China is a close ally and trading partner with North Korea and is often seen as a key player in negotiations with Pyongyang.

JILL DOUGHERTY, CNN FOREIGN AFFAIRS CORRESPONDENT: The State Department, in its briefing Wednesday, said that it already, in effect, had those sanctions on the shelf, but the secretary decided to take them out and use them while she was in South Korea.

However, details are still to come over the next two weeks, we're told. The purpose is that they want North Korea to take responsibility for the sinking of a naval vessel in March and, of course, to continue to put pressure on the North because of its nuclear program.

Another thing the United States is hoping is that other nations will join them in these sanctions.

Jill Dougherty, CNN, the State Department.


ANDERSON: OK, that's the view, then, from Beijing and from Washington. And while the U.S. presses Pyongyang on its arms dealing, there is another battle brewing, and that is this -- the struggle for global influence between China and the United States.

Well, CONNECT THE WORLD panelist Gordon Chang joining me from CNN's bureau in New York.

Sanctions, sanctions and more sanctions -- do they have any teeth?

GORDON CHANG, CONNECT THE WORLD PANELIST: No. I actually don't know. We don't know until Secretary Clinton takes these sanctions off the shelf.

But the question we have to ask is, after four months after the sinking of a South Korean frigate, why aren't these sanctions in place already?

The U.N. should have put them in place. And since it didn't, the United States should have done this immediately.

ANDERSON: And that's a really good point. And it takes me to my next question. You've alluded to the U.N. there, an organization which plays a big role and hopes to play a bigger one, one assumes, going forward in the world of diplomacy. It seems to me, though, that we are seeing the waning of the influence of diplomacy in the world and the rise in the influence of spheres of global influence, as it were.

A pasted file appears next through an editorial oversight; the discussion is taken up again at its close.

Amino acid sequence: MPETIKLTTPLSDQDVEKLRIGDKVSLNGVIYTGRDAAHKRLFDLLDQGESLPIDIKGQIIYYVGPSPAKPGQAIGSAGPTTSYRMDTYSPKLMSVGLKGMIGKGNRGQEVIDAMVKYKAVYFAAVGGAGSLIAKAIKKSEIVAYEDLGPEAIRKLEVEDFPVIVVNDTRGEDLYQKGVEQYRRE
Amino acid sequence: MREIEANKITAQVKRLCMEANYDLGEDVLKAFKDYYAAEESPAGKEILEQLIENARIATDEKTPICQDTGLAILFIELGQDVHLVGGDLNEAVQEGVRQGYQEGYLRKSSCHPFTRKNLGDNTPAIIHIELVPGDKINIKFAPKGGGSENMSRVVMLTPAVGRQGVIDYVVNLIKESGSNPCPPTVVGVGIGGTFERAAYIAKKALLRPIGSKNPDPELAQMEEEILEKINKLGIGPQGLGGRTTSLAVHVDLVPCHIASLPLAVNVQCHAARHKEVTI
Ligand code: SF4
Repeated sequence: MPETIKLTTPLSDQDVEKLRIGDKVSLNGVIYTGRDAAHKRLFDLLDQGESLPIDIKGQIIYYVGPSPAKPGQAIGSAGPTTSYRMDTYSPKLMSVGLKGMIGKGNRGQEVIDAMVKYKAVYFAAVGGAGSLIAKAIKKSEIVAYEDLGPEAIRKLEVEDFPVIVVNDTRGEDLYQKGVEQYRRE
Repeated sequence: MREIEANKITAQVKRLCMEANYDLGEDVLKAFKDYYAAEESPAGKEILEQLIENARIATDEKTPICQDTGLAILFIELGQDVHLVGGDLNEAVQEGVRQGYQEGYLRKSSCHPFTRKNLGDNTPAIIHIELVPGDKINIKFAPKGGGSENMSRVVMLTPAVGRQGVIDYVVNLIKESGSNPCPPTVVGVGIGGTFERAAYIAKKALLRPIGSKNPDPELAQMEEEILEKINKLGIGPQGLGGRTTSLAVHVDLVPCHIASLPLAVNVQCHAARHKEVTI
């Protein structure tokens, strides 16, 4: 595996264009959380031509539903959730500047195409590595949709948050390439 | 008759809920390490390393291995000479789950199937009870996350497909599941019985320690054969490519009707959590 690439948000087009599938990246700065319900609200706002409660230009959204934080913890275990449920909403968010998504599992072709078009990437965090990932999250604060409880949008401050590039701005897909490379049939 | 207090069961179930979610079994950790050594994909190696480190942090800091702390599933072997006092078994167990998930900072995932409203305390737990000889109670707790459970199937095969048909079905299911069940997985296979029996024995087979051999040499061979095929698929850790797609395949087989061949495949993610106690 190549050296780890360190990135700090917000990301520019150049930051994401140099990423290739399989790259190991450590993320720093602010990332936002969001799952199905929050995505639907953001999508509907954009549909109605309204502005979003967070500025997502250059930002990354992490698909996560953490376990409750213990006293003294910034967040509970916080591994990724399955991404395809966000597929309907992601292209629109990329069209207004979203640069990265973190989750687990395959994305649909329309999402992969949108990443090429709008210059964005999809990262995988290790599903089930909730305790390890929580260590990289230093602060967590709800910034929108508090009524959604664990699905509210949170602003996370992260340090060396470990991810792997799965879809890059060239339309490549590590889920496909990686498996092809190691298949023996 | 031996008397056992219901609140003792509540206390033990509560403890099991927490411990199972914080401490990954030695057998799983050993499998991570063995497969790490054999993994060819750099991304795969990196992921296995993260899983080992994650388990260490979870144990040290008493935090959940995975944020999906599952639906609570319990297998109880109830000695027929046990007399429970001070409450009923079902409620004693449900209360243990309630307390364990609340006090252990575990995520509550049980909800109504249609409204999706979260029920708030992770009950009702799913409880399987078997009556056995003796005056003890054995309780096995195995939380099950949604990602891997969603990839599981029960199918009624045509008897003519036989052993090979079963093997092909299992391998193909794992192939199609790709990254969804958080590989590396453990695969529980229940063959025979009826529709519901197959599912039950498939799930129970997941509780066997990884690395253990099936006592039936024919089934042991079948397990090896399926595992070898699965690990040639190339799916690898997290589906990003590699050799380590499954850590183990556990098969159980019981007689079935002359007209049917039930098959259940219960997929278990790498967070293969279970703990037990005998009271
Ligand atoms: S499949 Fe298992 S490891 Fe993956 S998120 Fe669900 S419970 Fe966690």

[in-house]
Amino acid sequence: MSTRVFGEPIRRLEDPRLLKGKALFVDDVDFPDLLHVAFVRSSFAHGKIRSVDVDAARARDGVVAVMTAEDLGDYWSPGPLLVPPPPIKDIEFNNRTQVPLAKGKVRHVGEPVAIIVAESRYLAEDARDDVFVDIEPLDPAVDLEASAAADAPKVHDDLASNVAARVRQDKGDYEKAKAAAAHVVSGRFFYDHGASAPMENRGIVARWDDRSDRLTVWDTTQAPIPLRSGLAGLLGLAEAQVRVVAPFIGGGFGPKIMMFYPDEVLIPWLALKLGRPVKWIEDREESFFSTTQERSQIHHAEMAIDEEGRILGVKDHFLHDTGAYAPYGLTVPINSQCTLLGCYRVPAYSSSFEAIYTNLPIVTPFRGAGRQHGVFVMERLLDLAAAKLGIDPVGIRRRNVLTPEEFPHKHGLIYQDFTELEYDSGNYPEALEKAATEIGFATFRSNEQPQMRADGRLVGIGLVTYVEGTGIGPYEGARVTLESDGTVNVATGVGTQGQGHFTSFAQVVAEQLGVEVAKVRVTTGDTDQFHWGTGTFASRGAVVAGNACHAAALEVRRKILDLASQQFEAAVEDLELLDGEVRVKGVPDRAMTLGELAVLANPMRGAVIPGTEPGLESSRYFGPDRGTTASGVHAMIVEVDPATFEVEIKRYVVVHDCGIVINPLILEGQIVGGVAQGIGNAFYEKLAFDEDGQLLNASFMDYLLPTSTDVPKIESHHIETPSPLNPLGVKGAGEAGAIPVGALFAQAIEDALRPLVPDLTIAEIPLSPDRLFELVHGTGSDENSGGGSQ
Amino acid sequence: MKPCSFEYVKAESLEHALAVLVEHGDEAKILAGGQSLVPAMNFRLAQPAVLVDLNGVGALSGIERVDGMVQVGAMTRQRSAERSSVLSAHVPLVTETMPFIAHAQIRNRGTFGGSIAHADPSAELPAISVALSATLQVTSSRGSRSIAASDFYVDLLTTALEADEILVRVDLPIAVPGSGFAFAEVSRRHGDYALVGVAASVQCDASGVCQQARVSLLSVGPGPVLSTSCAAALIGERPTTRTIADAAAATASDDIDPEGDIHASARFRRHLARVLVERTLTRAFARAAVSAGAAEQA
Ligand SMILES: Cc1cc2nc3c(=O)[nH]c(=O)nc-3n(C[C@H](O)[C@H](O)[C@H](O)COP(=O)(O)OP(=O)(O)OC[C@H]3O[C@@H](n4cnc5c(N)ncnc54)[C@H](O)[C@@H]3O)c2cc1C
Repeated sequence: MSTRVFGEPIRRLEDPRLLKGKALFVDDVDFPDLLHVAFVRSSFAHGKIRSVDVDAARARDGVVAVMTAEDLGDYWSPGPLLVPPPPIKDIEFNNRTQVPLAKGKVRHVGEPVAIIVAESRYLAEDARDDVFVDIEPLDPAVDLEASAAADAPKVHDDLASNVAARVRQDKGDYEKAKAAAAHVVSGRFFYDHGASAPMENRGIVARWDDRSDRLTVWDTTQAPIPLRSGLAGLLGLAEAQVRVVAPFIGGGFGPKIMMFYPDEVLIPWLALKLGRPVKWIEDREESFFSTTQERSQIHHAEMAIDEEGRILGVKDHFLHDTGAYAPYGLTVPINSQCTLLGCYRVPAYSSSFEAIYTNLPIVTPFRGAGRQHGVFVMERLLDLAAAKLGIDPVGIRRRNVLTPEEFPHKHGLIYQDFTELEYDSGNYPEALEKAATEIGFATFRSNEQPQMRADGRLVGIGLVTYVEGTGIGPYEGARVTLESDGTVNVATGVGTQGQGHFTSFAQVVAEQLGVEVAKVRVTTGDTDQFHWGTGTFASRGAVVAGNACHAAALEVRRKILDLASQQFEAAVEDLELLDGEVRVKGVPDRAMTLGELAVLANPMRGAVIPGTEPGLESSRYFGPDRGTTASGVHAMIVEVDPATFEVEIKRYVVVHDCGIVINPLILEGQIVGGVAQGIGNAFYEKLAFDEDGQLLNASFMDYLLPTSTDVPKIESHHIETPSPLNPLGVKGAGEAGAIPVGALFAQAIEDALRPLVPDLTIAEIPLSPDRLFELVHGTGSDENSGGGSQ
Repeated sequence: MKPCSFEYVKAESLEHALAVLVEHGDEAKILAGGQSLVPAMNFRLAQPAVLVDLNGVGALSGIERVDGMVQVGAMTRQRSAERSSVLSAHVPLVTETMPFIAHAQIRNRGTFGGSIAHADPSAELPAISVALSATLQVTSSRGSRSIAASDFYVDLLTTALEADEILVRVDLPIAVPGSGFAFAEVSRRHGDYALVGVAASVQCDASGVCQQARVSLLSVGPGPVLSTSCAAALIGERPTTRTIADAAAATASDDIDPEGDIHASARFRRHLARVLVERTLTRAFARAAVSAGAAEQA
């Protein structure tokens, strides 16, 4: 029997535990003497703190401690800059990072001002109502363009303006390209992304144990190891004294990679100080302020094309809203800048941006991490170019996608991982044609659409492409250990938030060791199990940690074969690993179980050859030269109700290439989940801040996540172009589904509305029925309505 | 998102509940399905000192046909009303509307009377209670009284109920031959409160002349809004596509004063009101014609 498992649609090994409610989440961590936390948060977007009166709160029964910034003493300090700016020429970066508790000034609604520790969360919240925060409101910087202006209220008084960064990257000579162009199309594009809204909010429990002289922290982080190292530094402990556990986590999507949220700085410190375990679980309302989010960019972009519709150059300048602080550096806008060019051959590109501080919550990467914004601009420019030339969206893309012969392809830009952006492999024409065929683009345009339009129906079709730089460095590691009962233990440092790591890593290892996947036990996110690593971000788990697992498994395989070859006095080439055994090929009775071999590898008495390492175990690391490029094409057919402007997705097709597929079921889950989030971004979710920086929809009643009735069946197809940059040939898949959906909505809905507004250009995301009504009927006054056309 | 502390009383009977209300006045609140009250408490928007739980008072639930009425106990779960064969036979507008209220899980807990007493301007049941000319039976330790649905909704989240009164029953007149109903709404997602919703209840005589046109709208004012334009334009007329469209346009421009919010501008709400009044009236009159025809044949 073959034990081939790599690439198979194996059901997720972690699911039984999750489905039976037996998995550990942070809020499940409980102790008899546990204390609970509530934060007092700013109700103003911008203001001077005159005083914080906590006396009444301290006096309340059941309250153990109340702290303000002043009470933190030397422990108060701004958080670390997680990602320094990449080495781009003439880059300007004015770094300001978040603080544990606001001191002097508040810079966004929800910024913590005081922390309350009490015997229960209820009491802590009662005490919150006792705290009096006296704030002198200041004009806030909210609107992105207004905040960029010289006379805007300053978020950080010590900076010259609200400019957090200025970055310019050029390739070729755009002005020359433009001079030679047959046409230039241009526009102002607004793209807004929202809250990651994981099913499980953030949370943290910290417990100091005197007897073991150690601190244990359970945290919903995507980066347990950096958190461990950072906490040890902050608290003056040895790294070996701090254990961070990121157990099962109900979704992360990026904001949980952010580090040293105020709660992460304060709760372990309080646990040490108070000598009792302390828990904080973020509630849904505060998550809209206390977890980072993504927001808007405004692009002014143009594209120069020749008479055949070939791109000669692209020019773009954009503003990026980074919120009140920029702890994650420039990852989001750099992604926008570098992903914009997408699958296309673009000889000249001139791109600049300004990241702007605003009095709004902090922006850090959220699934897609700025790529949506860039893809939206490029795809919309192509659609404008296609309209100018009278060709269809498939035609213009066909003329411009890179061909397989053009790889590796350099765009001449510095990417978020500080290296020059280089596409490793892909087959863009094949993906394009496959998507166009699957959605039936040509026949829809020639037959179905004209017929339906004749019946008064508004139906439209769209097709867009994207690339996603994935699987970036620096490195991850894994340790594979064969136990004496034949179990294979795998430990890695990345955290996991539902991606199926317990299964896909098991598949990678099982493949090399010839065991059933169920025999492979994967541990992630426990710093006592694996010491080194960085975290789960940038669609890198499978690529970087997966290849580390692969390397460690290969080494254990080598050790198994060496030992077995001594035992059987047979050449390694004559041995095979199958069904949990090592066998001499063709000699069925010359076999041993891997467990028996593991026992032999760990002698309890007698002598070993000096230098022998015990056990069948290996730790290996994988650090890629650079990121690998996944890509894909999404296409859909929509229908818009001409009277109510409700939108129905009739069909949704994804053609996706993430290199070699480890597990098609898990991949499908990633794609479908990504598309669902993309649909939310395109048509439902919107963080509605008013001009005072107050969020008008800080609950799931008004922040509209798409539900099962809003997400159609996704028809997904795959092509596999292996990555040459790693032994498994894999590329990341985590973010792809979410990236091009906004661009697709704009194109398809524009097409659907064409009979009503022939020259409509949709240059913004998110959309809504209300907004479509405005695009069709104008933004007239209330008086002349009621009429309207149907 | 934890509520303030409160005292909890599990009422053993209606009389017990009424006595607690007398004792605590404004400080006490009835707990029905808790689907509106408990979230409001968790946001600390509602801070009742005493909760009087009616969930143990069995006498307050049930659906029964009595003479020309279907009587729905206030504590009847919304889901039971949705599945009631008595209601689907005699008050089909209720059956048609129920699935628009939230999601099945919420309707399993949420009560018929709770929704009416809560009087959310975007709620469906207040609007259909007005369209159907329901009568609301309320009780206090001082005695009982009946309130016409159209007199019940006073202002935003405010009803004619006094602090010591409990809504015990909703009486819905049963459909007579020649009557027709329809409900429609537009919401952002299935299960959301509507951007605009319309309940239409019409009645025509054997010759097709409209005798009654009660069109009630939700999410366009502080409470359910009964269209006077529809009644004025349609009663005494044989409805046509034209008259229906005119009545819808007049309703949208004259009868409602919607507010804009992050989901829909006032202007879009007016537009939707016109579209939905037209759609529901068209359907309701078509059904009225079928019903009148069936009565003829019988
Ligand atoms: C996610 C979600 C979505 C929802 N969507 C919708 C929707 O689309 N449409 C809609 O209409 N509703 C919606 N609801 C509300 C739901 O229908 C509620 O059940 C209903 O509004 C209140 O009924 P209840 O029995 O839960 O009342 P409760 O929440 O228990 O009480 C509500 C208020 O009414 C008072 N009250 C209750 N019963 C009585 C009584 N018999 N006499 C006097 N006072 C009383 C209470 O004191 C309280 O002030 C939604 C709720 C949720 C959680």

Am I right in saying that?

CHANG: I think you absolutely are. When you look at the Korean Peninsula, you know, the United States has been talking to the North Koreans about their nuclear program since the early 1990s. And it's really gone nowhere. And that's why we see more and more sanctions being put into place, because there's a feeling that the North Koreans cannot be talked out of their nuclear program.

And then you look at China. China has really done a lot to keep North Korea in the game. And now it's trying to push the U.S. Navy out of Asia by making sure that the American carriers and naval vessels stay out of the Yellow Sea and the South China Sea.

ANDERSON: Gordon, we've been getting strong reaction to this story on the blog -- hundreds of responses so far. Let me just get some of them for the viewers. Many of you expressing skepticism.

Diesel2u writes: "Oh, boy, sanctions, like the other 50 sanctions they had against them worked."

They haven't, have they?

But svscnn tells us: "I'm not a big fan of sanctions. But it's a little different this time. These are primarily targeted on North Korea's 5,000 elites. Those elites will be unhappy about this negative impact on their financial resources."

And, Gordon, staterights writing in to us tonight, believes there is always someone out there willing to sell them what they need or buy what they are selling and we cannot stop it. This is so dumb it is funny."

If we are seeing the wane of a diplomatic effort around the world and the rise of this sort of, you know, who should I work with regionally in order to -- to make things work, who should we be watching as the great powers going forward?

CHANG: Well, I think that in the Korean Peninsula, we've really got to see what the smaller powers -- what South Korea and Japan are willing to do, and, to a lesser extent, Russia. We know what the United States and China feel. But we've got to really see how these other countries align themselves, because if they do align, for instance, with the United States, it could make life very difficult for North Korea and for China, as well.

ANDERSON: So are trips like Hillary Clinton's trip worth it, do you say?

CHANG: Well, I think they're worth it if they actually would lead to, for instance, South Korea more closely aligning with Japan and the United States on these issues. But, you know, what we have seen so far -- and this is sort of paradoxical -- and that is that the South Koreans have been taking a much tougher line against North Korea. And it's the United States slowly coming into position with South Korea.